I know this is the author's take on it, but: "These proposals turn international copyright protections for authors upside down, and permit the commercial exploitation of an unidentified work without the author's permission - if you haven't opted out." - this is the classic Catch-22 legalism. If it's unidentified how on earth can you opt-out of having it used?
It should also be noted however that not all works are automatically "copyright". There is a set of tests one of which is originality, or words to that effect. So if you take yet another picture of a famous landmark that lots of other people have done in the past then that image itself may not immediately qualify for protection even now.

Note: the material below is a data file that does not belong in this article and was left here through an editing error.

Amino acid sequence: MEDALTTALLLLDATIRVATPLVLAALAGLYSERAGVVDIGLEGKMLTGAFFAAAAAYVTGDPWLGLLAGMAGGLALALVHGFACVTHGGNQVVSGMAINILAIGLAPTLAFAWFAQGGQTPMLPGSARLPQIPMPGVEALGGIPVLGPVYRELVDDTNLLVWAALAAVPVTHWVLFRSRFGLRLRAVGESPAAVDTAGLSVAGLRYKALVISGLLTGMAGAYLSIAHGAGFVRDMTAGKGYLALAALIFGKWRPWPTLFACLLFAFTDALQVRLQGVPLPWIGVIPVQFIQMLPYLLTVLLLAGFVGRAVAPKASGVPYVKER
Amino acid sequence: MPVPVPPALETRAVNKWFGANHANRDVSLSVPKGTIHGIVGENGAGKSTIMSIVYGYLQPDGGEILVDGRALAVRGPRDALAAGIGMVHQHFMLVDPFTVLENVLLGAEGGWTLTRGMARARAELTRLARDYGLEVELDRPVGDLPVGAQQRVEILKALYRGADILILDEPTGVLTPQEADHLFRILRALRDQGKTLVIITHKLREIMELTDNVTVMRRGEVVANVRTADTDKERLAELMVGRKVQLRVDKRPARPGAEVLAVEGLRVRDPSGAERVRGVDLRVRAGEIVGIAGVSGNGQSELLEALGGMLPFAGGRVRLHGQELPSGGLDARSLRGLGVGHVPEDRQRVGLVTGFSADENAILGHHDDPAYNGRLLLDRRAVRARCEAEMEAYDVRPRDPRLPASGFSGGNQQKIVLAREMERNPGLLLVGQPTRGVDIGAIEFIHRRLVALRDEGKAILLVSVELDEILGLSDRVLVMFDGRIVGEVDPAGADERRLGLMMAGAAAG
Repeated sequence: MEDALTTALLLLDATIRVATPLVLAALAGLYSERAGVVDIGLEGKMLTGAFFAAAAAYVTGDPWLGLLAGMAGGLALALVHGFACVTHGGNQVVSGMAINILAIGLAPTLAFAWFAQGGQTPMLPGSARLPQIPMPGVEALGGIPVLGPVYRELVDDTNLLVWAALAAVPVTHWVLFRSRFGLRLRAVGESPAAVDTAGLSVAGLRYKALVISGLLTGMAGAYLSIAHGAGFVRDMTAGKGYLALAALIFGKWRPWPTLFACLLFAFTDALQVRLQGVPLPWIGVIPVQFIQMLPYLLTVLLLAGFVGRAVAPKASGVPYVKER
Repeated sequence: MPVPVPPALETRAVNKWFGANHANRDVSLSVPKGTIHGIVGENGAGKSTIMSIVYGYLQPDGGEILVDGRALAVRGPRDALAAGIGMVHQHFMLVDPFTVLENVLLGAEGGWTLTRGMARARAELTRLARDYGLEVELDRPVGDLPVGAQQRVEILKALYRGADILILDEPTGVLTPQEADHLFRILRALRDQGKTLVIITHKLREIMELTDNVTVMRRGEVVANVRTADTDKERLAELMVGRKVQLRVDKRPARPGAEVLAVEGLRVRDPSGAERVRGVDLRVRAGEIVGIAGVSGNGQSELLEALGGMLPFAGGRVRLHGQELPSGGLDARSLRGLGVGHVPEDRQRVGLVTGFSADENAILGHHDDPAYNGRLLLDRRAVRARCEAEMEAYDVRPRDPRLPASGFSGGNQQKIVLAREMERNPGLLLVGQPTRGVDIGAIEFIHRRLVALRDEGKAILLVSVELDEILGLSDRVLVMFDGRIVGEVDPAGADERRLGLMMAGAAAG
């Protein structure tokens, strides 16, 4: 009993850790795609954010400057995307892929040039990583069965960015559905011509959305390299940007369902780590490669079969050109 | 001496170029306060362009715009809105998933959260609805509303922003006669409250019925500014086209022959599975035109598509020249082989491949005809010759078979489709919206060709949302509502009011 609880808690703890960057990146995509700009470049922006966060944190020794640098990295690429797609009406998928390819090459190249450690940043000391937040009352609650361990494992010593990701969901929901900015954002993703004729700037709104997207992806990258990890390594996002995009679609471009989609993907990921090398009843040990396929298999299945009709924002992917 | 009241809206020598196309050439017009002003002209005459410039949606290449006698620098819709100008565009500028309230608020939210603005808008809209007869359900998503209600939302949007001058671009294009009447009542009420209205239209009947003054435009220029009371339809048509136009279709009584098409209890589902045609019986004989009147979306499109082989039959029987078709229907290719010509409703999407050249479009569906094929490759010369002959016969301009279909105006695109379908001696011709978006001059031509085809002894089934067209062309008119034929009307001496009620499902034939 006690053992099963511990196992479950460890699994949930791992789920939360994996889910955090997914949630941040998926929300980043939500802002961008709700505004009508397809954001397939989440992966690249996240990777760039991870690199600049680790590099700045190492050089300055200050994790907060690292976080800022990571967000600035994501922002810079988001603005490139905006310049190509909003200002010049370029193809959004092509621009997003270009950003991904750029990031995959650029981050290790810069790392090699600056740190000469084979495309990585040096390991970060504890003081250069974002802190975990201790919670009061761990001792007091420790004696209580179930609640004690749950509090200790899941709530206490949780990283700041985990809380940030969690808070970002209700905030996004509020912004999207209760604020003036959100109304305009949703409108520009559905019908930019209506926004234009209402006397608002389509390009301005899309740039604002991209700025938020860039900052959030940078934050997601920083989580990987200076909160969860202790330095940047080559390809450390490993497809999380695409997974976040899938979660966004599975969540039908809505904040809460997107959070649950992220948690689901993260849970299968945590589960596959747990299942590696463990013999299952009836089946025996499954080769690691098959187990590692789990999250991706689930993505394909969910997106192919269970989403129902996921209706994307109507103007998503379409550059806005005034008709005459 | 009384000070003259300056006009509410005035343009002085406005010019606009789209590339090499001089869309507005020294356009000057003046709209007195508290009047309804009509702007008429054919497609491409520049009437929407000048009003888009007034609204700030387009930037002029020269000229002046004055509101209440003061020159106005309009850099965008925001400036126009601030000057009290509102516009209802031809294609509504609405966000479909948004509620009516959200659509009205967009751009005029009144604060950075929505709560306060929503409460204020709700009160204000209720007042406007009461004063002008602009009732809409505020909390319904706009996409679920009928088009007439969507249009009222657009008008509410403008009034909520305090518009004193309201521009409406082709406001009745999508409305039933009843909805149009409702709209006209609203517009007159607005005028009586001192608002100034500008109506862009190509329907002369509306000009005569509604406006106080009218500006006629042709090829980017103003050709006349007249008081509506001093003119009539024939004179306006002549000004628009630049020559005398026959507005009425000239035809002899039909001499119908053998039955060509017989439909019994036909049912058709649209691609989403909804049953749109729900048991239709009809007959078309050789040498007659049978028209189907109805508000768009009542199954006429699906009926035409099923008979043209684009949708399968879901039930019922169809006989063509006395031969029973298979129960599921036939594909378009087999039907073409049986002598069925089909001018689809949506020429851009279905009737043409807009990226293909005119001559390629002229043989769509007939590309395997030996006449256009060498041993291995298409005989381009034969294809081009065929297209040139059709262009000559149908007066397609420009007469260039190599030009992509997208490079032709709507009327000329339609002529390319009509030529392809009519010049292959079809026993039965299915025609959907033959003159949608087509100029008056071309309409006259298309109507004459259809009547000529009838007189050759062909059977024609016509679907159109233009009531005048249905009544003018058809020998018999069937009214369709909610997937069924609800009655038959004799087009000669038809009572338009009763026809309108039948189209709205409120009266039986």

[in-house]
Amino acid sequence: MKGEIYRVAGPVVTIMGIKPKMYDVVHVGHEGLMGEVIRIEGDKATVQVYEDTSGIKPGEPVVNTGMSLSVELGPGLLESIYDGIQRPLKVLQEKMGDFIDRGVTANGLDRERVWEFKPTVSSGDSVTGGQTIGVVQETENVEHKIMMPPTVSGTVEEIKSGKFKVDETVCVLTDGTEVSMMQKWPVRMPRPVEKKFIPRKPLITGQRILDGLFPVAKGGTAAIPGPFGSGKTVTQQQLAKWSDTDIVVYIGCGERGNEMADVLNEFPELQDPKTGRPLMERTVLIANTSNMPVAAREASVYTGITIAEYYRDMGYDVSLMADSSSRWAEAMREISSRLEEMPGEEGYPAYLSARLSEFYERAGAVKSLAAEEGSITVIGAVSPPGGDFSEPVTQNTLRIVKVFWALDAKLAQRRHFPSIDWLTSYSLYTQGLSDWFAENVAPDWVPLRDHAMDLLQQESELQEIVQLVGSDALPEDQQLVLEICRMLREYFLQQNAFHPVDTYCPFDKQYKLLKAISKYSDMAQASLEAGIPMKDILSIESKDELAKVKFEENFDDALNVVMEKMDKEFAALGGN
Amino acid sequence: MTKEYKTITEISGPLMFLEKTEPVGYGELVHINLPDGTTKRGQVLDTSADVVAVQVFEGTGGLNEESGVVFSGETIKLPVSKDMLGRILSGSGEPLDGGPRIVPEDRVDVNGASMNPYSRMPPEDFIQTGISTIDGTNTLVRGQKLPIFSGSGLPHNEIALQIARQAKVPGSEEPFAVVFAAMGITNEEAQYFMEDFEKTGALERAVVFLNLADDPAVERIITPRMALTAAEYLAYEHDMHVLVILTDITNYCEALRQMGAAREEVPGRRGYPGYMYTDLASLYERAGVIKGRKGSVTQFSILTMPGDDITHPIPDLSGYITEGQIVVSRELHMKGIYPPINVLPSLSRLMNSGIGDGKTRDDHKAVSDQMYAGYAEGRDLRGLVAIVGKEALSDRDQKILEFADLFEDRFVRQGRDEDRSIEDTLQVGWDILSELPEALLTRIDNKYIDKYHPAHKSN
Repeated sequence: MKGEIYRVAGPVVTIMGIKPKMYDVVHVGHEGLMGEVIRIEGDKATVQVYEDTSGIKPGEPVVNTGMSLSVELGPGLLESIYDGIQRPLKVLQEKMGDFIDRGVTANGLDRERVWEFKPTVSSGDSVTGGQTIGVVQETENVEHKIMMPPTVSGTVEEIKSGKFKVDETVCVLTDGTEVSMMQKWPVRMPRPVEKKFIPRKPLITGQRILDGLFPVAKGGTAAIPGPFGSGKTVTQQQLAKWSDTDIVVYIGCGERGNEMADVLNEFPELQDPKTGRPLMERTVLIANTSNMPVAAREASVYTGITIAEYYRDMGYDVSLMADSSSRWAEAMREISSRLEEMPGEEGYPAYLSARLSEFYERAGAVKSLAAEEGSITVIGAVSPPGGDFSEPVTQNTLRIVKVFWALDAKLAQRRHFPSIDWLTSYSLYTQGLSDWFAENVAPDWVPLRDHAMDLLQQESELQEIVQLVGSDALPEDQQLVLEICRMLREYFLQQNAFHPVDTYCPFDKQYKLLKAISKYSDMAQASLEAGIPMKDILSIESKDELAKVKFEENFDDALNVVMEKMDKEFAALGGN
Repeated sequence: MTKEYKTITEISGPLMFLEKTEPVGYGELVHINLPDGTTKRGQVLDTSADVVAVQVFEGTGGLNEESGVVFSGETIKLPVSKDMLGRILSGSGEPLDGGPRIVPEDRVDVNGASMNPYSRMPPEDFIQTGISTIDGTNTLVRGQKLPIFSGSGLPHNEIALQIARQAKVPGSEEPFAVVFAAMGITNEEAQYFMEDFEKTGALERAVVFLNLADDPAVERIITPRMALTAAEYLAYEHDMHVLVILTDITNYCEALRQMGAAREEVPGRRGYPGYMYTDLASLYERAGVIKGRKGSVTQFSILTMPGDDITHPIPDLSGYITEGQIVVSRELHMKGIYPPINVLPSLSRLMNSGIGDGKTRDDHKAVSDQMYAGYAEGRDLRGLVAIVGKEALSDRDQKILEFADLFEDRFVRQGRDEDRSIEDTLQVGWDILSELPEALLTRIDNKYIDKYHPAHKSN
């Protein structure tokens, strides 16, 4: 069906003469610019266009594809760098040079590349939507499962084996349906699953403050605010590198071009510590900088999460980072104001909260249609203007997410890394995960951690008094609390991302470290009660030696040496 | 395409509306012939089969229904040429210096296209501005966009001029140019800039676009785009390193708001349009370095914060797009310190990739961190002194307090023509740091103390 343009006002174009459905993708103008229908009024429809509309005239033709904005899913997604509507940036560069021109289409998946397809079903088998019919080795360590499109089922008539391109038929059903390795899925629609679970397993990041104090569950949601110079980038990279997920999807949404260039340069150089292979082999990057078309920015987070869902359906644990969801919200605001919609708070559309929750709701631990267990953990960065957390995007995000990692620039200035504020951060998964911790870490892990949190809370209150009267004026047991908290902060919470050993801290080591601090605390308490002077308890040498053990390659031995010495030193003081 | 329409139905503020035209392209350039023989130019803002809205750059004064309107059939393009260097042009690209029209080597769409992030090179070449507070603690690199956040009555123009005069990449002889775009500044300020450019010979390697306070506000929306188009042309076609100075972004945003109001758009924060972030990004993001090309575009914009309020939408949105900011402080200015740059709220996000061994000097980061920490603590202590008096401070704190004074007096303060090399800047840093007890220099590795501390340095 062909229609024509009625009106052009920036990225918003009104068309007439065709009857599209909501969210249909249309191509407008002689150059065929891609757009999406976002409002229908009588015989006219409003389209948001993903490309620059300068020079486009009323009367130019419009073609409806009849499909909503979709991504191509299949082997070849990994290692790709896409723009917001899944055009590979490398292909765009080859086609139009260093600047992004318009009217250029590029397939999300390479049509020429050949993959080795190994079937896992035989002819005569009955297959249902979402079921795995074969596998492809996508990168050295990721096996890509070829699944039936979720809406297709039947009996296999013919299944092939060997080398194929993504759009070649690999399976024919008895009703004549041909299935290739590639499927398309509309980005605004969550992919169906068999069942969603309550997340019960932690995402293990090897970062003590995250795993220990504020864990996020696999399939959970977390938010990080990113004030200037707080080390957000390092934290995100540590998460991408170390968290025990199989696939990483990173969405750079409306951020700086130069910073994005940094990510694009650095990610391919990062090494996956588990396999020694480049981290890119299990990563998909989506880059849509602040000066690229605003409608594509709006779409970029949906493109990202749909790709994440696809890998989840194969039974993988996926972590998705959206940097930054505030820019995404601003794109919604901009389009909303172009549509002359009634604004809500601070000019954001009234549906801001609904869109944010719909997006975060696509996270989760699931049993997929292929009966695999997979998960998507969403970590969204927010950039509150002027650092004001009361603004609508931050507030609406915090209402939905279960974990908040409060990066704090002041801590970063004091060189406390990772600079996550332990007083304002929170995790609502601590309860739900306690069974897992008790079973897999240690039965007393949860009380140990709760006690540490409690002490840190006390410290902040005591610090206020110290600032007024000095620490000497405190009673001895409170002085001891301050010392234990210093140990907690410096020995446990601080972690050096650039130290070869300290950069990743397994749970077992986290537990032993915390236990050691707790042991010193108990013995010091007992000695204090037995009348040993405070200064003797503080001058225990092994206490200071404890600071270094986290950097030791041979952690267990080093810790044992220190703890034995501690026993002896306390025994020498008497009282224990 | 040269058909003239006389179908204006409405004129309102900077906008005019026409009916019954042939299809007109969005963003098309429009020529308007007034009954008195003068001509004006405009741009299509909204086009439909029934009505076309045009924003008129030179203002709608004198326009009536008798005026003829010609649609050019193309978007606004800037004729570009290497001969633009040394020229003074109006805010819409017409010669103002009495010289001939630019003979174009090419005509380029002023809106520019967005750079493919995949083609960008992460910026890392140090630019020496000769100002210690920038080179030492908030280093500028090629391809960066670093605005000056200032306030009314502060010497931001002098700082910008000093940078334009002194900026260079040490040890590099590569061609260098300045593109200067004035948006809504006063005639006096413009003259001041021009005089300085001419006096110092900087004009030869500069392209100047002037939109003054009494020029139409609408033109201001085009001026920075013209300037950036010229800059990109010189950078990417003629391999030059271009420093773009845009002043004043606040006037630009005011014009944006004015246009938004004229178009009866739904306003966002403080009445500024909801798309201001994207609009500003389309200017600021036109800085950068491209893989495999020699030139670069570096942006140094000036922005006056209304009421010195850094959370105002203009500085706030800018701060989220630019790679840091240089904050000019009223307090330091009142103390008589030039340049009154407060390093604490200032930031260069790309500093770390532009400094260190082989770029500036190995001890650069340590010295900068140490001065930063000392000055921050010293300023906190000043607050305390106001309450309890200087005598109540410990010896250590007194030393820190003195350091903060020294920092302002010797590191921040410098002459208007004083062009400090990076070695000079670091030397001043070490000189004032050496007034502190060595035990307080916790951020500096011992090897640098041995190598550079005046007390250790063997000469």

For google, they can't ship anything remotely useful or capable in this space as they would not then get the nice juicy commercial deals with big media. As soon as they try to ship a media player that can play most formats from most sources then the media owners will walk away as they can't see the walled garden that makes them rich.
The hardware may be capable and there is software out there but it can't be official. This is why the non-brand media players and generic PC hardware rule the roost here. And one of the many reasons for UEFI (sp? no coffee yet) from M$.
Right, that's because - like I think Douglas Adams observed, perhaps in a Dirk Gently book - the English take a US idea like McDonalds and remove all the stuff that makes it different, like speed and price and then deliver what's left.